Pre Surgery Room


Picture Left: Macaroons sent to me from someone special, that I have already eaten all four of them.

Picture Right: Thousands of cards, literally that I have received since October when I was diagnosed.

IMG_7162         IMG_7172

Mom and I are breakfast yesterday. The eyebrows and eyelashes I had been warned would fall out after chemotherapy. Well folks there you go…. they are nearly gone.


Yes one of those cinnamon rolls is what we shared as our breakfast appetizer. If only Brittany Warren were here to share too.


Early morning here at almost 5:00 am. I am checking in to the hospital at 5:30 am and surgery begins at 7:30 am. I am so very grateful that this day is here and what should be my final surgery/ big step in my breast cancer journey is almost complete.

I hope this finds you well, enjoying your Friday and please know that I cannot begin to express the love and support over the last seven months.

Love Kristina

I remembered this morning why walking into the cancer center alone is so very lonely. This morning I went to have my counts checked to get cleared before my scheduled surgery Friday. The usual…. the dreaded scale, the vitals, my temperature all checked. Shortly after I have to lay out my right arm, so the nurse can take my blood. All the same routine.

As soon as she took vials of blood the nurse let me know that my oncologist wanted me to wait to see if my number came up before letting me leave. While talking to my nurse navigator in the hallway and filling her in on how things were going, my doctor approached with my “stat sheet”. She went on to explain that my numbers were SLLLLLOWWWLYYY coming up.

Surprised….(it had been almost two weeks) I asked her what that meant and asked her if I was OK for surgery Friday?

She paused. She didn’t say anything…. for what seemed like a very long time. She then spoke up, clearly deep in thought and said I forgot you were going in this Friday. (In her defense this is my surgery with my plastic surgeon and not directly under the care of my oncologist).

Trying not to cry, as she was obviously unsure if this was OK, I just patiently waited for her to answer me….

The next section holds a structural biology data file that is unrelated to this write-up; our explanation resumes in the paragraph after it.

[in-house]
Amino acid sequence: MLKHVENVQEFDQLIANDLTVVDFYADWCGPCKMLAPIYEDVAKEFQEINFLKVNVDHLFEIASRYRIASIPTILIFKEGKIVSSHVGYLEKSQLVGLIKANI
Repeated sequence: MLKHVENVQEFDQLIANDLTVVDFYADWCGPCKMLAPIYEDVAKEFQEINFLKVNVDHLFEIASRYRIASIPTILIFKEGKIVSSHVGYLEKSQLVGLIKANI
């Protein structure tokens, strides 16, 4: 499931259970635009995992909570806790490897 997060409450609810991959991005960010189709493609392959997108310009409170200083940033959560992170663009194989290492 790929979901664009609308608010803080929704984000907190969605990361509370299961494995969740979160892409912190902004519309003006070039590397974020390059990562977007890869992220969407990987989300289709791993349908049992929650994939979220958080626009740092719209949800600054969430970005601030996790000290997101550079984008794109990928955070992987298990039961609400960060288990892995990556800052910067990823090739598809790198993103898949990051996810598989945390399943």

She then said, “I need you to come in tomorrow, we will do labs again and probably give you a shot again to see if we can get your numbers up.”


Of course, I do I thought. Not so good news and back in the hospital. Hard to imagine me every expecting good news anymore I thought.

So that is that. My mom flies in tomorrow whether surgery is happening or not. (I still think I should be OK for surgery).

And as for me…. cancer really stinks sometimes. And so does a schedule/ day timer/ planner/ calender that is filled with doctors appointments. So very tired of them.

Here is to hoping surgery is still a go and dreaming of warm summer days that include climbing mountains, adventures on my road bike…. and celebrating Kylie and Shep’s wedding in Austin and weddings under the stars by the lake this summer in Idaho.  I am ready to run away 🙂

But the best part of all, my nephew is welcoming his face to the world in just two WEEKS!

Praying for patience, hope and more patience today

“That time
I thought I could not
go any closer to grief
without dying

I went closer,
and I did not die.
Surely God
had his hand in this,

as well as friends.
Still, I was bent,
and my laughter,
as the poet said,

was nowhere to be found.
Then said my friend Daniel,
(brave even among lions),
“It’s not the weight you carry

but how you carry it –
books, bricks, grief –
it’s all in the way
you embrace it, balance it, carry it

when you cannot, and would not,
put it down.”
So I went practicing.
Have you noticed?

Have you heard
the laughter
that comes, now and again,
out of my startled mouth?

How I linger
to admire, admire, admire
the things of this world
that are kind, and maybe

also troubled –
roses in the wind,
the sea geese on the steep waves,
a love
to which there is no reply?”
Mary Oliver


Ever since Kara’s funeral I find myself reading Mary Oliver’s poems. I must admit I never really read poetry before. I remember so well in grade school, poetry being confusing. Being hard to read. But Mary Oliver seems to write the very words I have trouble to say.

I love this poem. Because so much of what she is saying is how I feel.